Spending pressure continues to impact fresh produce

Latest figures on the economy have highlighted the continuing pressure on household spending on fresh produce, with rising prices due to last year's poor weather and static incomes.

The latest Consumer Prices Index showed that, along with cereals and domestic fuel, vegetables were the category showing the highest price inflation, rising 8.1 per cent over the past 12 months.

The price of carrots has been reported as having increased by 44 per cent over the period, with potatoes up 43 per cent and Brussels sprouts up 24 per cent.

Fruit was in line with the food average, at 3.9 per cent. This was itself ahead of the overall figure for goods and services, which was held down by a dip in vehicle fuel prices and mortgage rates.

Meanwhile, last month's Asda Income Tracker, compiled by the Centre for Economics and Business Research (CEBR), found that families had £12 less disposable income in real terms in November than in the same month two years ago.

Inflation is expected to be sustained by further food and utility price increases in the year ahead, the report added.

CEBR economist Rob Harbron said: "Price inflation on essential items is likely to be elevated in 2013 while weak economic conditions will hold back wage increases. Robust growth in family spending power is expected to remain elusive."

The Office for Budget Responsibility has predicted economic growth of 1.2 per cent in 2013, well below the long-term average.


Have you registered with us yet?

Register now to enjoy more articles and free email bulletins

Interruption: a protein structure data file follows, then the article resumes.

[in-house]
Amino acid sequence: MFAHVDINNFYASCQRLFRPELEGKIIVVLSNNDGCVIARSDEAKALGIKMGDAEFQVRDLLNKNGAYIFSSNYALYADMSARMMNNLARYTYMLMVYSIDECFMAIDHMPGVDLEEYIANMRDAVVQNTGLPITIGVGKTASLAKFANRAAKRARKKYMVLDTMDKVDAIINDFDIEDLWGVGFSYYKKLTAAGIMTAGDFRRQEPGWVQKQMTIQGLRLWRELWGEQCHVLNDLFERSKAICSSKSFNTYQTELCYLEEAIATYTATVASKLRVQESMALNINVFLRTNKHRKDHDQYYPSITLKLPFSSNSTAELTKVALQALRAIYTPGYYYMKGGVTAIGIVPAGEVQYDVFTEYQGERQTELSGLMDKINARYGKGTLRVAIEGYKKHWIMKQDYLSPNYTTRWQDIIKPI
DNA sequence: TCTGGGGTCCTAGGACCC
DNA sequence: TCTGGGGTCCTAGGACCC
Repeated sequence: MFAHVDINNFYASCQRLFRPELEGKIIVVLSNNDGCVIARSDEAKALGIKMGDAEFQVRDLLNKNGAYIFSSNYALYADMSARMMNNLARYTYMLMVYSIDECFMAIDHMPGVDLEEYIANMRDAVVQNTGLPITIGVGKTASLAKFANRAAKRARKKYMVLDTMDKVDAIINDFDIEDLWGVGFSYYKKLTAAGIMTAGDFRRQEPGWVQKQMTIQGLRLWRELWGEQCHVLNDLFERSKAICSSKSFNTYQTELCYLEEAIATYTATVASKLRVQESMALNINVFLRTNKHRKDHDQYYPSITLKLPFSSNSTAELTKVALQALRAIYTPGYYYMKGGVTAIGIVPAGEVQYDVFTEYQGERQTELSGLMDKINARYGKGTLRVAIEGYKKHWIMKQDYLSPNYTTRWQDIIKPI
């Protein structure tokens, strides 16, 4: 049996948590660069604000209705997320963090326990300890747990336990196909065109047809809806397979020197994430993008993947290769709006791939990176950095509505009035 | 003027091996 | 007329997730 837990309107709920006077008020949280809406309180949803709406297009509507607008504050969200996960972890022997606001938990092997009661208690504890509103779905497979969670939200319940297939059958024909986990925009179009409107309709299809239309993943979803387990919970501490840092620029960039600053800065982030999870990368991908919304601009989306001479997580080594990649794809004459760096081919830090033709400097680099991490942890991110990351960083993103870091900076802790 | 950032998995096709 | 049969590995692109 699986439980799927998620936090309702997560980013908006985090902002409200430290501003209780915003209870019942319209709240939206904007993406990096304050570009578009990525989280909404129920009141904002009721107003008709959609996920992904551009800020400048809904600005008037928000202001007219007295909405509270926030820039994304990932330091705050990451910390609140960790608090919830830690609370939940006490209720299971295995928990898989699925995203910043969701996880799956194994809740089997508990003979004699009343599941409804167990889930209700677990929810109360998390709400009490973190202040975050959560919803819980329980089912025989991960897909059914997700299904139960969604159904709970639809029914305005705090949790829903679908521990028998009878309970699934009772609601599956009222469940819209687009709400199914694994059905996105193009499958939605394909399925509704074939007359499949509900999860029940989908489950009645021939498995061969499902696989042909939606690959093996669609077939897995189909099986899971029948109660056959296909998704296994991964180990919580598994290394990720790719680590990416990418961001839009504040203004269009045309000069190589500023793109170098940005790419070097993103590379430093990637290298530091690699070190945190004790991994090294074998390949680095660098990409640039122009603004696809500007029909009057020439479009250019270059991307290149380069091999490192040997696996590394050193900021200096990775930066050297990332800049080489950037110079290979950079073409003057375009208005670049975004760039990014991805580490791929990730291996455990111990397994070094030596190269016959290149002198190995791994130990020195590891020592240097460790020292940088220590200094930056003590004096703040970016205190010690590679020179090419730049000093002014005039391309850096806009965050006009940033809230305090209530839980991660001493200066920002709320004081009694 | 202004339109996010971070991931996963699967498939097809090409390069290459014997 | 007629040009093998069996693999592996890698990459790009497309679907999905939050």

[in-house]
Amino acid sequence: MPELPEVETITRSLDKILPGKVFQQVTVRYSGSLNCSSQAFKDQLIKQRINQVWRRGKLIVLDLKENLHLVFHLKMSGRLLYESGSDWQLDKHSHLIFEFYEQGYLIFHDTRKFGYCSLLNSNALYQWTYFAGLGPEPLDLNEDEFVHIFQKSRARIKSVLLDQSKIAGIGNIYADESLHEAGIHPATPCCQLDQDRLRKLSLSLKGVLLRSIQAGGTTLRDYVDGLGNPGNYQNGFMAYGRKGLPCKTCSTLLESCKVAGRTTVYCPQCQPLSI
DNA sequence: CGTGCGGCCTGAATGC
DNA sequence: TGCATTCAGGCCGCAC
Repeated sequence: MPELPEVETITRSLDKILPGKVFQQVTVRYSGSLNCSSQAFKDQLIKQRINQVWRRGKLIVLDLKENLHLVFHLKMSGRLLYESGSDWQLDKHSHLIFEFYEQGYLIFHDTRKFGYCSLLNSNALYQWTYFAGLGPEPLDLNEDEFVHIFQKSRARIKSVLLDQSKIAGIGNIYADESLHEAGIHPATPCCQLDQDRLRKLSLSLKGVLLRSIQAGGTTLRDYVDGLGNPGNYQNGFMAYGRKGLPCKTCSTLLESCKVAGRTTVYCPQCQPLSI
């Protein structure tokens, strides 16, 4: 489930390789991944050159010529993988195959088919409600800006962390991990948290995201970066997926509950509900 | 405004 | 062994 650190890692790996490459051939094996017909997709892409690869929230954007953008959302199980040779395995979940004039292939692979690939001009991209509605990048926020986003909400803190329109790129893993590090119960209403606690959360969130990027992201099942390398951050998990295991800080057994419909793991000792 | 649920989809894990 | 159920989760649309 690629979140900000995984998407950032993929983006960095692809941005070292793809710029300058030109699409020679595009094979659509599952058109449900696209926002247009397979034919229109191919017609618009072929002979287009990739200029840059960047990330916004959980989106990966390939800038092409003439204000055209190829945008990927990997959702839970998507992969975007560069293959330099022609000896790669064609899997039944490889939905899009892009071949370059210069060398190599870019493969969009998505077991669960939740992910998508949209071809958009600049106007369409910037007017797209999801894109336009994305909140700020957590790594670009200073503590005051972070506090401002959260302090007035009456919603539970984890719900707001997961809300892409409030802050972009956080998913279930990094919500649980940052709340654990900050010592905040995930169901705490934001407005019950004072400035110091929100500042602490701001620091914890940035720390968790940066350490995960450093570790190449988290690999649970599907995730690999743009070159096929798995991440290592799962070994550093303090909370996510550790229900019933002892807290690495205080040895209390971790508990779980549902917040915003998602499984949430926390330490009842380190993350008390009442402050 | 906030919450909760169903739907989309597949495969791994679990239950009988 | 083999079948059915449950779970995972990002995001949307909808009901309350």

Sign up now
Already registered?
Sign in

Before commenting please read our rules for commenting on articles.

If you see a comment you find offensive, you can flag it as inappropriate. In the top right-hand corner of an individual comment, you will see 'flag as inappropriate'. Clicking this prompts us to review the comment. For further information see our rules for commenting on articles.

comments powered by Disqus

Read These Next

What does the 25-year plan mean for growers?

What does the 25-year plan mean for growers?

Published on 11 January, the Government's long-awaited 'A Green Future: Our 25 Year Plan to Improve the Environment' brings together a number of policy strands into a single framework that will impact many sectors, not least fresh produce, over the coming decades.

What will 'embracing change' mean for horticulture?

What will 'embracing change' mean for horticulture?

At the Oxford Farming Conference, whose theme was "embracing change", Defra secretary Michael Gove expanded on what a post-Brexit UK agriculture and land-use policy will look like and how it will impact farmers and growers.

Can growers see off the looming labour crisis by boosting efficiency?

Can growers see off the looming labour crisis by boosting efficiency?

Concern over the availability of seasonal labour to the fresh-produce industry has never been greater.